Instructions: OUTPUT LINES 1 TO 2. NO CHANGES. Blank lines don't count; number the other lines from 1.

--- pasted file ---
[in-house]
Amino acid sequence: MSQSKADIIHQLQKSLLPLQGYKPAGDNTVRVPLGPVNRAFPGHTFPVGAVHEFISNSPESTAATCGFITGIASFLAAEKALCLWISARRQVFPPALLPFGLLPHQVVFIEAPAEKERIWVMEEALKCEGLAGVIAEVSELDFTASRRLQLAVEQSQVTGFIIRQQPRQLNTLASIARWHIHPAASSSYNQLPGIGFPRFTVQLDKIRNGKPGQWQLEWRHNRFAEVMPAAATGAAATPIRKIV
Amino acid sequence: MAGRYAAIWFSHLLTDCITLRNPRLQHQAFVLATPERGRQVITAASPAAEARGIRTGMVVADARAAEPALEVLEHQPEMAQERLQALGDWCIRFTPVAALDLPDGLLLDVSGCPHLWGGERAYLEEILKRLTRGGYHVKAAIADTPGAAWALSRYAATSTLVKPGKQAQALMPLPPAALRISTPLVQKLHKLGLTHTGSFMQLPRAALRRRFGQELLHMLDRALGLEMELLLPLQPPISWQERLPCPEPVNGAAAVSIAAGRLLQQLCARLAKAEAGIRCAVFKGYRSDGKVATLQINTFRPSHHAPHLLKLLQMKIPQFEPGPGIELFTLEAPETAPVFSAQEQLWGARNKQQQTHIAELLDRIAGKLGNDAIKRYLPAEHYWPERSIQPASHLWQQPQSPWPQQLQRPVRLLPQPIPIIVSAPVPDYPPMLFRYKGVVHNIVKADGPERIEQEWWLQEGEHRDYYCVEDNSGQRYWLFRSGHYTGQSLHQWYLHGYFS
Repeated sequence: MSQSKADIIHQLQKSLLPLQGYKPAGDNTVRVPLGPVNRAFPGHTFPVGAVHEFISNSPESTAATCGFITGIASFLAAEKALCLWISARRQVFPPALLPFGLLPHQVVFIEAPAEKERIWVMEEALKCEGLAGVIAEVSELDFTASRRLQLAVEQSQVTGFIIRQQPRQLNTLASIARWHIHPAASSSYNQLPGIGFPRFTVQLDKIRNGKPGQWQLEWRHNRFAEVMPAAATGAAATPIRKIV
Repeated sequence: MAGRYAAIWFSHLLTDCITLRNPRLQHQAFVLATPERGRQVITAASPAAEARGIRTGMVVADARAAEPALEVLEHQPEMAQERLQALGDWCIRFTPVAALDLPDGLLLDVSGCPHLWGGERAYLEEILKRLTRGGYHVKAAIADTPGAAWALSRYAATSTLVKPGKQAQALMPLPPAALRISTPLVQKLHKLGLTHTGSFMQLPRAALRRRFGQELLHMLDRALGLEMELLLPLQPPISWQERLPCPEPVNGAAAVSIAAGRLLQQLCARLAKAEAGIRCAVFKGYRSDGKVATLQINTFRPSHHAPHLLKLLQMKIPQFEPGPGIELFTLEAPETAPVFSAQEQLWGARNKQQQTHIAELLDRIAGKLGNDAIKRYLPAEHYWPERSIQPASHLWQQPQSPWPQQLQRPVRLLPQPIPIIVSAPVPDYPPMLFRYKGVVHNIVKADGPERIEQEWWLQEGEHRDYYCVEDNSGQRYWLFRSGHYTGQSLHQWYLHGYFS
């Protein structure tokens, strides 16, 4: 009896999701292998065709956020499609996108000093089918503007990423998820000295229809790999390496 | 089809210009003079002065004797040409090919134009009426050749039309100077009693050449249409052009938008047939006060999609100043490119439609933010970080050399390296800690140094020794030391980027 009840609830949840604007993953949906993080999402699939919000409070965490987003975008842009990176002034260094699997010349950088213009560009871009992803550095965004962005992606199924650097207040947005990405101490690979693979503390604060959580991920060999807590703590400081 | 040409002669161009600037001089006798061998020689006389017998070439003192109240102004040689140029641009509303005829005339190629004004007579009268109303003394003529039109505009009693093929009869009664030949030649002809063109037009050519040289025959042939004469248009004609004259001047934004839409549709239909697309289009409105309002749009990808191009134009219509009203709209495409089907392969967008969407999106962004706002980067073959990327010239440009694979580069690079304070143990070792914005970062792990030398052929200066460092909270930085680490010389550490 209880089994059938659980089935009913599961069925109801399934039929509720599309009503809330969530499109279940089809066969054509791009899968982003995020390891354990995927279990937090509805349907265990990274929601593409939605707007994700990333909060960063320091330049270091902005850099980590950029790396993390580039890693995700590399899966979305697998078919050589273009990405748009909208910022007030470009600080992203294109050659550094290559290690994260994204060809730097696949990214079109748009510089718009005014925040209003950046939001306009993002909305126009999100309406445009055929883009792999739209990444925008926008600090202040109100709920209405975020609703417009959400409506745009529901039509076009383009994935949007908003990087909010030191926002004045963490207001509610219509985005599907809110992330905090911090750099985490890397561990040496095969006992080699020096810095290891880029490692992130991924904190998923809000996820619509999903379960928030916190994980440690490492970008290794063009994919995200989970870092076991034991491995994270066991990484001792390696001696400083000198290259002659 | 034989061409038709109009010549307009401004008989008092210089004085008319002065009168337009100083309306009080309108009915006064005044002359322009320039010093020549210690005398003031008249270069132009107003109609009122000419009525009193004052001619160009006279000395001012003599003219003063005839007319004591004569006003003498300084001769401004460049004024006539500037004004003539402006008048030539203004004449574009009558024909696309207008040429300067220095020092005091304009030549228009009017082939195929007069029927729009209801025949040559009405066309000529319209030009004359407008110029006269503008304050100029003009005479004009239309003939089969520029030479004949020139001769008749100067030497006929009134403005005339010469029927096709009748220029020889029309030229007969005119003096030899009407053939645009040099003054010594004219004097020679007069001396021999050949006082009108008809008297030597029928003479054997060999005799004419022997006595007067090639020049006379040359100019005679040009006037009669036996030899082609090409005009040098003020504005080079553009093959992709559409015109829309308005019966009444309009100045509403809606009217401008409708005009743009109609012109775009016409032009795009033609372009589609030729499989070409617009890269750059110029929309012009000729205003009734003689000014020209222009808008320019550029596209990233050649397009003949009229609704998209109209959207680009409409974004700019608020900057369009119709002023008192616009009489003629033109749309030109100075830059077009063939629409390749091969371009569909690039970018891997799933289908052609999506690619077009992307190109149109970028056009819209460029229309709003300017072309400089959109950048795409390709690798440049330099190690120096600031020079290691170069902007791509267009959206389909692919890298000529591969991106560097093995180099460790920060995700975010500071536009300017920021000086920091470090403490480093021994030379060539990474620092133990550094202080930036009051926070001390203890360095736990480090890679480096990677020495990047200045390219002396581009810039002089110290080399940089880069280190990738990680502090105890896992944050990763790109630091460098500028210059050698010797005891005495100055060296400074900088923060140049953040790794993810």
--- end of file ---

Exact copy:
[in-house]
Amino acid sequence: MSQSKADIIHQLQKSLLPLQGYKPAGDNTVRVPLGPVNRAFPGHTFPVGAVHEFISNSPESTAATCGFITGIASFLAAEKALCLWISARRQVFPPALLPFGLLPHQVVFIEAPAEKERIWVMEEALKCEGLAGVIAEVSELDFTASRRLQLAVEQSQVTGFIIRQQPRQLNTLASIARWHIHPAASSSYNQLPGIGFPRFTVQLDKIRNGKPGQWQLEWRHNRFAEVMPAAATGAAATPIRKIV